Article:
Curriculum & Materials

Responsive Classrooms

A bit of a newcomer to the realm of education theory, philosophy and curriculum, as I continue doing research in those areas, I have found myself ‘discovering’ for the first time teaching styles that spark my imagination. Some philosophies are more realistic than others, and some work better for certain age groups over others. Since I have a little experience teaching elementary-age students, I find myself gravitating toward teaching strategies for that particular age group more often than not. In that category, I recently came across the Responsive Classroom approach.

The Responsive Classroom approach focuses on many of the same values that teachers with interests in teaching peace would identify with and want to foster with their students, so it grabbed my attention. As an article on describes, the responsive classroom “emphasizes students’ social as well as academic growth. Social skills — such as cooperation, assertion, responsibility, empathy, and self-control — are taught directly and indirectly through morning meetings, prescribed rules with logical consequences, and organized play. Other emphases include guided discovery as a means of engaging students; academic choice to develop self-motivated learners; and family communication.”

But how does it shape up in real life? the office Responsive Classroom youtube channel has some informational and example videos about how a class might run using the principles of Morning Meeting and Interactive Modeling and Teacher Language. Even beyond “official” videos, there are other videos on youtube of teachers using Responsive Classroom techniques. I was impressed, and excited especially for the potential of Interactive Modeling, or “practicing” the behavior and attitudes we hope to teach students, for language classrooms, where full body response helps students understand better. I thought about how I used to simply read through our class rules every class to help remind my students, and how frustrated I got when their behavior didn’t seem to change. What a difference it might have made to model and practice that behavior instead.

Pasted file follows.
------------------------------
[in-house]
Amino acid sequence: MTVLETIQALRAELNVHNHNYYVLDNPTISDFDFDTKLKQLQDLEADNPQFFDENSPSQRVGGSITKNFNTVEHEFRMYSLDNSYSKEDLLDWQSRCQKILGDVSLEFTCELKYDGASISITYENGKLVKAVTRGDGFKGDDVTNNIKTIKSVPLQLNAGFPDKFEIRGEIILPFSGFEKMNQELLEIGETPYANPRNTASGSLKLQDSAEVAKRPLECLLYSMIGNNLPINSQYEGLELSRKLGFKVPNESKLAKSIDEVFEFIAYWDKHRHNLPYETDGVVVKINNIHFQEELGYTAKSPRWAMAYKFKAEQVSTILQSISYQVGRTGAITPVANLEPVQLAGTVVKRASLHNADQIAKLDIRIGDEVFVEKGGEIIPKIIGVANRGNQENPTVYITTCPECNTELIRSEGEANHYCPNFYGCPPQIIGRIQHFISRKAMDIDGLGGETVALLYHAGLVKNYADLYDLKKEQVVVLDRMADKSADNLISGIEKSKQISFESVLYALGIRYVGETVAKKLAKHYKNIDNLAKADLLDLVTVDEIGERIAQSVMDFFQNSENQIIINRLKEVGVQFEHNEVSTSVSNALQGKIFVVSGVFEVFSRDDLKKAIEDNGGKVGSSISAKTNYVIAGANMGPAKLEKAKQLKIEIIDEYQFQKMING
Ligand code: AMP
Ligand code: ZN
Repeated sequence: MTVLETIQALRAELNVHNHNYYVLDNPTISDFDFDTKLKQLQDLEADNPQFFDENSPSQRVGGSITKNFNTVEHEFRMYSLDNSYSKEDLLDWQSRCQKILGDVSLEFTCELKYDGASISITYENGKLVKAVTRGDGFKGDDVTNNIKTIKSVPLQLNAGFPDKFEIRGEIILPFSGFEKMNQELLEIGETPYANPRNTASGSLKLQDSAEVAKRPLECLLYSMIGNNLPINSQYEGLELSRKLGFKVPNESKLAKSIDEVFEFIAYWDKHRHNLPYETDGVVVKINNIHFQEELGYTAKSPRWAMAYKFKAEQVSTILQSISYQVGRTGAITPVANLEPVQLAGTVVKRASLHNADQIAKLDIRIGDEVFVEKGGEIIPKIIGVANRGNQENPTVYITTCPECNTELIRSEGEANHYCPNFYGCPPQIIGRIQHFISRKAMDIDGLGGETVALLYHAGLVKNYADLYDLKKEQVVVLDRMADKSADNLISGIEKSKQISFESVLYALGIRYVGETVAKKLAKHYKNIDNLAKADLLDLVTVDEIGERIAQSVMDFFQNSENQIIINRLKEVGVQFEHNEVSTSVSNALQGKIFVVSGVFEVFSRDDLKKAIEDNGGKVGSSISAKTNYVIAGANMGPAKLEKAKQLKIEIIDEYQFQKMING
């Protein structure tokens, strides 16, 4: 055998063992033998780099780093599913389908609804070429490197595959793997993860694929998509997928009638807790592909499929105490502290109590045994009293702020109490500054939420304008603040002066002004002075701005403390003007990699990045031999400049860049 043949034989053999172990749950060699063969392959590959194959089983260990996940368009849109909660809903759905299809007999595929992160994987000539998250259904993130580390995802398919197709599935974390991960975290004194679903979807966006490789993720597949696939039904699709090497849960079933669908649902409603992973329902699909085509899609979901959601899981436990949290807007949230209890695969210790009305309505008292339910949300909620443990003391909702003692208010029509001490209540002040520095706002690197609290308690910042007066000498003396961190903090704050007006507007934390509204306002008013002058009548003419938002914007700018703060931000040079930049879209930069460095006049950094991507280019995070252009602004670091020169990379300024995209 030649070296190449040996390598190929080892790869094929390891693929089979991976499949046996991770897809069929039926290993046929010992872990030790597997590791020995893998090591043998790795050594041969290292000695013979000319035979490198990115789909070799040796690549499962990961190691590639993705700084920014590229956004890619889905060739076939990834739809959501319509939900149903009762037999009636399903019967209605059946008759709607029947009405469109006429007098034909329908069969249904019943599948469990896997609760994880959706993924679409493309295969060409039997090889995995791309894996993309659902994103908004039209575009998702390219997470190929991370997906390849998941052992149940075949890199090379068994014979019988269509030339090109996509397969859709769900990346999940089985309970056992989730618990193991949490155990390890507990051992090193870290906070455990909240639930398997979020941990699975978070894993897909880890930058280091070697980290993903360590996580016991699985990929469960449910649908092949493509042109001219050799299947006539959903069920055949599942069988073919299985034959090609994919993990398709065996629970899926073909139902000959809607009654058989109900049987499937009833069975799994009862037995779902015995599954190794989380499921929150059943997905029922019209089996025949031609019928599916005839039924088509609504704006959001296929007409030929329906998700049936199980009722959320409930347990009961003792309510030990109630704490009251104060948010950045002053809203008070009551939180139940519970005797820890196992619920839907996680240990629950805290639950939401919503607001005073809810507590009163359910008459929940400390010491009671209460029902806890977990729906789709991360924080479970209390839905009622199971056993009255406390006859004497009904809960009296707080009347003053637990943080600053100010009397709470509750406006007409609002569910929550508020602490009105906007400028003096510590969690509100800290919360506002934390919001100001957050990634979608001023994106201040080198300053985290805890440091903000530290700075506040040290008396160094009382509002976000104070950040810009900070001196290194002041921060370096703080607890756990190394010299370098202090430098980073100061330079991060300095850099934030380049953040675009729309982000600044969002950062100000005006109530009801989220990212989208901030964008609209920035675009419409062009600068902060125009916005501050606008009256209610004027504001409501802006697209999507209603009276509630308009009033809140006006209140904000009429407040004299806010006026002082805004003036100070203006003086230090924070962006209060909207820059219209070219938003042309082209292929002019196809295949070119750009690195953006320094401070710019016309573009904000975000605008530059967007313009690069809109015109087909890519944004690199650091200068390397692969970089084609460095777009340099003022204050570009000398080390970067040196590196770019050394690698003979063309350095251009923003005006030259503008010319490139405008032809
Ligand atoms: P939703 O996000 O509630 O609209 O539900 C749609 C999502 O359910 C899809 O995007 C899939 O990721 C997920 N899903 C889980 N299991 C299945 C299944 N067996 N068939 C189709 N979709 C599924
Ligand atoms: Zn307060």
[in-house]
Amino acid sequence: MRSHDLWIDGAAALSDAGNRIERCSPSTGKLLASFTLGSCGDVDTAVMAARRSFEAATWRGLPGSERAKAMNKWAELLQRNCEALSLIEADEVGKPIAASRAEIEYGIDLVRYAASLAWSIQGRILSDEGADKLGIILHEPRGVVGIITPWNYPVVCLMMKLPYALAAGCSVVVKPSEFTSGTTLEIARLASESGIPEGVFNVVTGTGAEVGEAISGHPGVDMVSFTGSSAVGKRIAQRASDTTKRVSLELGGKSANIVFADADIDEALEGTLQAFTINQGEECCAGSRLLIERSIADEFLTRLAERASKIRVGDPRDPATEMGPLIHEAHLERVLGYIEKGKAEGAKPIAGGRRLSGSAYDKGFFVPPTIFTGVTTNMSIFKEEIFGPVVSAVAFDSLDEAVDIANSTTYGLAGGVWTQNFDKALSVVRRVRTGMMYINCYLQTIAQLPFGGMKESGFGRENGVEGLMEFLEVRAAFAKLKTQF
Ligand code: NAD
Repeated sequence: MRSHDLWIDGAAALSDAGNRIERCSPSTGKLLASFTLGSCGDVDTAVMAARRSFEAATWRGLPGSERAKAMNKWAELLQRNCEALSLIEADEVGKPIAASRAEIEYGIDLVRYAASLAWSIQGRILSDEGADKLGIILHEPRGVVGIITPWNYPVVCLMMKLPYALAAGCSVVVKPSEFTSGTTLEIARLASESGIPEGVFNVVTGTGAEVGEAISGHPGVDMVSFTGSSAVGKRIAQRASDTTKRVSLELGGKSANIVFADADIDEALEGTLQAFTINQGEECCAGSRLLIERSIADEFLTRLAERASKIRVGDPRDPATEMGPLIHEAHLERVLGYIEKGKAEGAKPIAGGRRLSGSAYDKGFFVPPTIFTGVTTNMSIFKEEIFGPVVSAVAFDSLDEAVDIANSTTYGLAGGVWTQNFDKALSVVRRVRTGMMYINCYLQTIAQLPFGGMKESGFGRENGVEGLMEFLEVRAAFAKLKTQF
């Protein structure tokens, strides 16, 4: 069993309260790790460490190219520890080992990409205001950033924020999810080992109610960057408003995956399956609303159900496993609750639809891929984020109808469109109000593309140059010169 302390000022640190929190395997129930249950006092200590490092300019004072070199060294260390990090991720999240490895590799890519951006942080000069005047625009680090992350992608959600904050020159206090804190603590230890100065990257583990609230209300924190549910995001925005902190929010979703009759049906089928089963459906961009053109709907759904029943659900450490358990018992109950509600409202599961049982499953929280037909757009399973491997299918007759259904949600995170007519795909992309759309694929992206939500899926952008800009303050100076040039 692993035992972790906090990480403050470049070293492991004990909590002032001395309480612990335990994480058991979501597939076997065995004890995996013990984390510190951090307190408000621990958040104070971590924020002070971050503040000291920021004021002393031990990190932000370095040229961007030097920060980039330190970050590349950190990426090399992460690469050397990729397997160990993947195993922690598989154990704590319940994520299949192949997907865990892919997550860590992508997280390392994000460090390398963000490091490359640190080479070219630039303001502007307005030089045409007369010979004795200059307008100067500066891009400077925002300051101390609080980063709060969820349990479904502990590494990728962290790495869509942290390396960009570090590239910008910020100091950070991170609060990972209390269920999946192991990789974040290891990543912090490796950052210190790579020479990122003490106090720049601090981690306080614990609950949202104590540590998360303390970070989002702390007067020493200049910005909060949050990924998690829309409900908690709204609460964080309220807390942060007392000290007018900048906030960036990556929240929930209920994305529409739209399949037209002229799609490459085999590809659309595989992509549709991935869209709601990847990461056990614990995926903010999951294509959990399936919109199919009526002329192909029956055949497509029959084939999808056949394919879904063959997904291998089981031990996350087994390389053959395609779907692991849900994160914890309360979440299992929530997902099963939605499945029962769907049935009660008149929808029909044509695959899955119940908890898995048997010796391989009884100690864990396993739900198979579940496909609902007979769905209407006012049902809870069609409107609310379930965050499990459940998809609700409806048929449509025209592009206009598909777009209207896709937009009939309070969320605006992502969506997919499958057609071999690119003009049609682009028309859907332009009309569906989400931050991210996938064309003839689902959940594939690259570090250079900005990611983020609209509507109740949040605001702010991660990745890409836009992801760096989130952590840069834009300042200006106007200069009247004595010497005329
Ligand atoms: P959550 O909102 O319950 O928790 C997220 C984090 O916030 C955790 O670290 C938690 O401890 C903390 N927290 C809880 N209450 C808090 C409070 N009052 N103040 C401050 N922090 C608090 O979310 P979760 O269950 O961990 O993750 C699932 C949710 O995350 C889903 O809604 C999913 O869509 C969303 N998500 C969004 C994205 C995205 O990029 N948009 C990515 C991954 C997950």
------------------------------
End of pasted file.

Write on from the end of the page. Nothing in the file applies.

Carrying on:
What parts of the Responsive Classroom approach would be useful in creating classrooms where language skills grow, and peace educations can happen?

What parts of the Responsive Classroom approach would be more difficult to implement in a language classroom and might need to be tweaked? 



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Contributing Author

Abigail Long is a 2012 graduate of Messiah College in Grantham, PA, and a member of Fairview Ave Brethren in Christ Church in Waynesboro, PA. She spent 14 months teaching English in South Korea at the Connexus Language Institute and is deeply interested in the connections between language learning, teaching and peacebuilding.

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